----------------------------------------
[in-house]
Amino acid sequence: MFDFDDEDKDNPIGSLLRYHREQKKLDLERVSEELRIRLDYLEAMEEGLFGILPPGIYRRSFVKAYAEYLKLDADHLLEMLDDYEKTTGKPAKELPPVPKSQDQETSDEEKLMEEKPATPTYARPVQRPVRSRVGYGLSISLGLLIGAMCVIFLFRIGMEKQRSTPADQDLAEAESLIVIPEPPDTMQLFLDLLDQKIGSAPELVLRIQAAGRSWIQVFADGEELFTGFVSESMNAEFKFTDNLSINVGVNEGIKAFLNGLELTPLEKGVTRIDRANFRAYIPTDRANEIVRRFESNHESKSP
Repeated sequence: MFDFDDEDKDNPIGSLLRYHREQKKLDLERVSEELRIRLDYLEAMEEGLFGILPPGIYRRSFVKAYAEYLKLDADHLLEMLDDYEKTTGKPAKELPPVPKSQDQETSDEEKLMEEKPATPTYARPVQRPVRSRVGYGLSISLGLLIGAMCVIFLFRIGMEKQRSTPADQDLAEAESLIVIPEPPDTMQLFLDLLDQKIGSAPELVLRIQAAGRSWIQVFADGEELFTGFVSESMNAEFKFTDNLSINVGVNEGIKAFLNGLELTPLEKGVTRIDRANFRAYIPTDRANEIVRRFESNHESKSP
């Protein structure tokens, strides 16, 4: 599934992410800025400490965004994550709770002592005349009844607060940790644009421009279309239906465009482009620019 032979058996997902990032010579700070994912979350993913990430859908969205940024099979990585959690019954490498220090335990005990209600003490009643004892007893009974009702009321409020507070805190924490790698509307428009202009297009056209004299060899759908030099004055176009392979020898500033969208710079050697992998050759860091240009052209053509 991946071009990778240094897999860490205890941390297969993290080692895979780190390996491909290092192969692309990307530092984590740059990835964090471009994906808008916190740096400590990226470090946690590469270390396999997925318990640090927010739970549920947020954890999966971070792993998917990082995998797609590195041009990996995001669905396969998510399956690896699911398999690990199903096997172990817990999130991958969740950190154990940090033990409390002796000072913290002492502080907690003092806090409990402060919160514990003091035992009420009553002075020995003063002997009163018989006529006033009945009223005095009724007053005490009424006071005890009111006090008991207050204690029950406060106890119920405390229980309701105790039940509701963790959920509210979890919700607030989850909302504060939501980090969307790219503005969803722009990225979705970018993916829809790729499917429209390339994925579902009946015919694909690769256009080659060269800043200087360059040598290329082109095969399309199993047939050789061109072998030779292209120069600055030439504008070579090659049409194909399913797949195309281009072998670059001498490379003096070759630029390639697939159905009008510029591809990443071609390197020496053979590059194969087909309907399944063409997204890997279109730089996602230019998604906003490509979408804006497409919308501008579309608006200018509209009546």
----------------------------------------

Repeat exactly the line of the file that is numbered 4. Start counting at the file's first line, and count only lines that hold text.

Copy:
């Protein structure tokens, strides 16, 4: 599934992410800025400490965004994550709770002592005349009844607060940790644009421009279309239906465009482009620019 032979058996997902990032010579700070994912979350993913990430859908969205940024099979990585959690019954490498220090335990005990209600003490009643004892007893009974009702009321409020507070805190924490790698509307428009202009297009056209004299060899759908030099004055176009392979020898500033969208710079050697992998050759860091240009052209053509 991946071009990778240094897999860490205890941390297969993290080692895979780190390996491909290092192969692309990307530092984590740059990835964090471009994906808008916190740096400590990226470090946690590469270390396999997925318990640090927010739970549920947020954890999966971070792993998917990082995998797609590195041009990996995001669905396969998510399956690896699911398999690990199903096997172990817990999130991958969740950190154990940090033990409390002796000072913290002492502080907690003092806090409990402060919160514990003091035992009420009553002075020995003063002997009163018989006529006033009945009223005095009724007053005490009424006071005890009111006090008991207050204690029950406060106890119920405390229980309701105790039940509701963790959920509210979890919700607030989850909302504060939501980090969307790219503005969803722009990225979705970018993916829809790729499917429209390339994925579902009946015919694909690769256009080659060269800043200087360059040598290329082109095969399309199993047939050789061109072998030779292209120069600055030439504008070579090659049409194909399913797949195309281009072998670059001498490379003096070759630029390639697939159905009008510029591809990443071609390197020496053979590059194969087909309907399944063409997204890997279109730089996602230019998604906003490509979408804006497409919308501008579309608006200018509209009546």